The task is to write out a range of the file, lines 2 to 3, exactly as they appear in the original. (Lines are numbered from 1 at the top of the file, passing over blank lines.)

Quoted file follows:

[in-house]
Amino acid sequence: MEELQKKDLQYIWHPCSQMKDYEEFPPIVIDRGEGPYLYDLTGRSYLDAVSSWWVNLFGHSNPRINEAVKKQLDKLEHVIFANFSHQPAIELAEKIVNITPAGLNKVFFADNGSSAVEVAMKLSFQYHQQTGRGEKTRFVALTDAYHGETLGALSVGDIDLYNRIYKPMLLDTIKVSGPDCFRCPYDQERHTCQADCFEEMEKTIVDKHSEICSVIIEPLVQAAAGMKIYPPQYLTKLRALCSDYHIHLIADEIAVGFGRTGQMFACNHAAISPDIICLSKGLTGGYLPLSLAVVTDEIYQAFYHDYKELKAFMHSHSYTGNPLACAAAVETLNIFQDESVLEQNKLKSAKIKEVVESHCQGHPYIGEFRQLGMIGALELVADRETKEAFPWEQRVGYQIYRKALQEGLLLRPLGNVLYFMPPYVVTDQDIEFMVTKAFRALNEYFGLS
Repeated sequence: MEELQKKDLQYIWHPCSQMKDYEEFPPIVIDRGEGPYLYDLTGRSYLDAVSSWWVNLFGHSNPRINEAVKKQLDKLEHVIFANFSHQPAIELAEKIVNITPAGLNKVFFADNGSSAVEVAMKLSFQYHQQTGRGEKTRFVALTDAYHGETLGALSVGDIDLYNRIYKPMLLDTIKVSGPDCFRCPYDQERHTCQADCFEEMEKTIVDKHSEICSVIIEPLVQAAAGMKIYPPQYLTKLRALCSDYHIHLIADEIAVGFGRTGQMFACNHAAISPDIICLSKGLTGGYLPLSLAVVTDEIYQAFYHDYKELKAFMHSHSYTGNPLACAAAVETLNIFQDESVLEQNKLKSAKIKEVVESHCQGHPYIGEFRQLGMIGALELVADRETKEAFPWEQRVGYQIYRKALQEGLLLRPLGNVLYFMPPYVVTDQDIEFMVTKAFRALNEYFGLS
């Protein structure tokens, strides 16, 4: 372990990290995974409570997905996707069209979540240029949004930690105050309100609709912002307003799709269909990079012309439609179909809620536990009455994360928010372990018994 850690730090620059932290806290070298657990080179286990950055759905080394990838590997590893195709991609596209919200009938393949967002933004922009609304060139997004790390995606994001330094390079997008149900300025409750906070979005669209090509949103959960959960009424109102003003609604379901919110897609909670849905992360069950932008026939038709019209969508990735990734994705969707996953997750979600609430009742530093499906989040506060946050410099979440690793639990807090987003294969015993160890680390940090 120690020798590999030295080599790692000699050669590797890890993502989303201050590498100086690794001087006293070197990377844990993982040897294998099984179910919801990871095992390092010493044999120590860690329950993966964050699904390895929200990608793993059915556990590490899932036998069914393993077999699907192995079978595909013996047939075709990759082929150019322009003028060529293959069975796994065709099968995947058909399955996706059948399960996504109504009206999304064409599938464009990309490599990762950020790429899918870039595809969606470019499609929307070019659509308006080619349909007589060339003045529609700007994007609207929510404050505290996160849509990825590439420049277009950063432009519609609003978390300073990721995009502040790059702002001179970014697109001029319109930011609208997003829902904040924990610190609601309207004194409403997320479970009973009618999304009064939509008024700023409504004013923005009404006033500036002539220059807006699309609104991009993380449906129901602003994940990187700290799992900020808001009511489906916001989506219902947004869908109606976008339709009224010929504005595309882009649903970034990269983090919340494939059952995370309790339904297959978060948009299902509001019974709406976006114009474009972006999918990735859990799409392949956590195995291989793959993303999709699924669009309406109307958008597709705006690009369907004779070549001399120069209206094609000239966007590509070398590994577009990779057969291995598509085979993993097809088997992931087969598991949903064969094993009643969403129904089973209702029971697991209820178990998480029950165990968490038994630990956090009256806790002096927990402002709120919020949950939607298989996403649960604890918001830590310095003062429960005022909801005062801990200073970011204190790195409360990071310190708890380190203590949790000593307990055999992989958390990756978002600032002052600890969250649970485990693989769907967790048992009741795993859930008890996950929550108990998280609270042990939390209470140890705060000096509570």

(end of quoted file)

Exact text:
Amino acid sequence: MEELQKKDLQYIWHPCSQMKDYEEFPPIVIDRGEGPYLYDLTGRSYLDAVSSWWVNLFGHSNPRINEAVKKQLDKLEHVIFANFSHQPAIELAEKIVNITPAGLNKVFFADNGSSAVEVAMKLSFQYHQQTGRGEKTRFVALTDAYHGETLGALSVGDIDLYNRIYKPMLLDTIKVSGPDCFRCPYDQERHTCQADCFEEMEKTIVDKHSEICSVIIEPLVQAAAGMKIYPPQYLTKLRALCSDYHIHLIADEIAVGFGRTGQMFACNHAAISPDIICLSKGLTGGYLPLSLAVVTDEIYQAFYHDYKELKAFMHSHSYTGNPLACAAAVETLNIFQDESVLEQNKLKSAKIKEVVESHCQGHPYIGEFRQLGMIGALELVADRETKEAFPWEQRVGYQIYRKALQEGLLLRPLGNVLYFMPPYVVTDQDIEFMVTKAFRALNEYFGLS
Repeated sequence: MEELQKKDLQYIWHPCSQMKDYEEFPPIVIDRGEGPYLYDLTGRSYLDAVSSWWVNLFGHSNPRINEAVKKQLDKLEHVIFANFSHQPAIELAEKIVNITPAGLNKVFFADNGSSAVEVAMKLSFQYHQQTGRGEKTRFVALTDAYHGETLGALSVGDIDLYNRIYKPMLLDTIKVSGPDCFRCPYDQERHTCQADCFEEMEKTIVDKHSEICSVIIEPLVQAAAGMKIYPPQYLTKLRALCSDYHIHLIADEIAVGFGRTGQMFACNHAAISPDIICLSKGLTGGYLPLSLAVVTDEIYQAFYHDYKELKAFMHSHSYTGNPLACAAAVETLNIFQDESVLEQNKLKSAKIKEVVESHCQGHPYIGEFRQLGMIGALELVADRETKEAFPWEQRVGYQIYRKALQEGLLLRPLGNVLYFMPPYVVTDQDIEFMVTKAFRALNEYFGLS